Herbert Lui 2/06/15
You probably say some things about yourself that you don’t really mean, like laughing at your own laziness or asking about opinions that don’t really matter. Unfortunately, the more you say them, the more power they have over you. Here are four phrases you should keep an eye on.
“I’m too lazy.”
You might tell yourself this when you’ve done the bare minimum, or when someone makes a suggestion or asks a question (e.g., “Why don’t you try xyz?”). You might also tell yourself, “I’m too lazy,” when you notice something that you want to try or learn more about. It might seem like a humorous, self-deprecating way of brushing off an idea. Unfortunately, if you keep telling yourself this, you’re going to start believing it. Constantly admonishing yourself for being too lazy won’t encourage you to make positive changes.
Laziness has its own benefits. There’s the classic saying (typically misattributed to Microsoft founder and philanthropist Bill Gates), “I choose a lazy person to do a hard job. Because a lazy person will find an easy way to do it.” As we’ve previously written, laziness can be an asset that helps build sustainable habits instead of forcing you through the “noblest struggle”.
Next time you want to use your laziness as an excuse, try asking yourself these questions:
“What is the next actionable step?”
“Why don’t I want to try this?”
Even simply knowing the next step could make you realize that the task wasn’t as daunting as it seems.
Your “laziness” could also be a mask for something else—perhaps you’re scared you’ll fail, or you’re already juggling a huge amount of tasks. It’s important to precisely identify what your sticking point is so you can find a real solution. Lumping it all under the umbrella term “laziness” makes things seem more permanent than they really are.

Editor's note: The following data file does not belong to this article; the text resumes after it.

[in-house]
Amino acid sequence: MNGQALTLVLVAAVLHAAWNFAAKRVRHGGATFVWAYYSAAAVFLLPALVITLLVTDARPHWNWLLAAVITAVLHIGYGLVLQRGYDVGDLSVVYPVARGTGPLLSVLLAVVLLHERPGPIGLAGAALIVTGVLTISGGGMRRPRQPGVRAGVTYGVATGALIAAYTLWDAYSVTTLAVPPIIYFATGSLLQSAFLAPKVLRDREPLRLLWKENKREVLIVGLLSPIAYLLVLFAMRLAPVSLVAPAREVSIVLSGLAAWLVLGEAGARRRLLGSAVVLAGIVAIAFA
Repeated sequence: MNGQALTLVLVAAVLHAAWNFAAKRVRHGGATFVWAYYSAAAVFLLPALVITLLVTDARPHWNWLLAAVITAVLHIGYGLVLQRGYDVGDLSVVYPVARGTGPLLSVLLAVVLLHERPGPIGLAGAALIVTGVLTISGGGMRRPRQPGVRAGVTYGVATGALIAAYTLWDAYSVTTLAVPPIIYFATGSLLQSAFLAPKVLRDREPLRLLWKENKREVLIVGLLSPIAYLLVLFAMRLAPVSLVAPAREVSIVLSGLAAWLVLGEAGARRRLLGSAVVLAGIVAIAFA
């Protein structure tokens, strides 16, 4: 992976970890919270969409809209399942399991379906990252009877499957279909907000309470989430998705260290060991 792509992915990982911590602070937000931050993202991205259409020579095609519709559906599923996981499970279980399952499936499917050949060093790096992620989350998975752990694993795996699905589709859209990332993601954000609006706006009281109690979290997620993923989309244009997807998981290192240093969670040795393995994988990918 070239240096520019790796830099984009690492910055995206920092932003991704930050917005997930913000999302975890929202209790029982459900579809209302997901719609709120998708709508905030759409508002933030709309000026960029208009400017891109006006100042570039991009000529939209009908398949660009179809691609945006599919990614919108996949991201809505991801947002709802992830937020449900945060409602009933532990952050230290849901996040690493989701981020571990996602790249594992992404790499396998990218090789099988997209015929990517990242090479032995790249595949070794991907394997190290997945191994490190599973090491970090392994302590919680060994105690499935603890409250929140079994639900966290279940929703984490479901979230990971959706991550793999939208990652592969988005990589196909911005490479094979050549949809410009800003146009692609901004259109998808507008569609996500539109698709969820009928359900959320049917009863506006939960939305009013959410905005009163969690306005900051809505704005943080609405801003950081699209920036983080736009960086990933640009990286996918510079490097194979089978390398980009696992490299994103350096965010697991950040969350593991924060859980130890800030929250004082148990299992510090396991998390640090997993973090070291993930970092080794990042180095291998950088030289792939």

“I don’t like them.”
We all have people and things we dislike. It’s natural. You might dislike someone who wronged you or broke your trust. You might also dislike someone nearly instantaneously, based on a first impression or quick moment. It’s important to remember that everything you say and describe is a projection of you. As The 7 Habits of Highly Effective People author Stephen Covey writes:
We see the world, not as it is, but as we are—or, as we are conditioned to see it. When we open our mouths to describe what we see, we in effect describe ourselves, our perceptions, our paradigms.(Note: Yes, my writing is a projection of me. It’s discomforting that my writing could be analyzed by everybody reading this. I try not to think about it.)
The next time you come across someone you instantly dislike, ask yourself: “Why?” As author Neil Strauss points out, your dislike of this person is likely either due to envy, or because the other person reminds you of something you don’t like (or want to reveal) about yourself. Consider these two paths the next time you feel that twinge of dislike.
Envy can be resourceful, however. If you envy someone, break that thought down and ask yourself why you’re envious. Follow that feeling, because it could guide you to new goals, and what you should try next, or what goals you should spend more time pursuing. Maybe it’s a belief or value that you need to revisit or reconcile.
If it’s something you don’t like about yourself, then acknowledge it. It’s not the other person’s fault they remind you of your own shortcomings or qualities that you’re not proud of. If you want to work on it, try to reframe it. Next time you find yourself disliking someone, ask yourself:
“Why do I dislike this person? Do I envy them or do they remind me of something about myself?”
“What about them do I like? What can I learn from them?”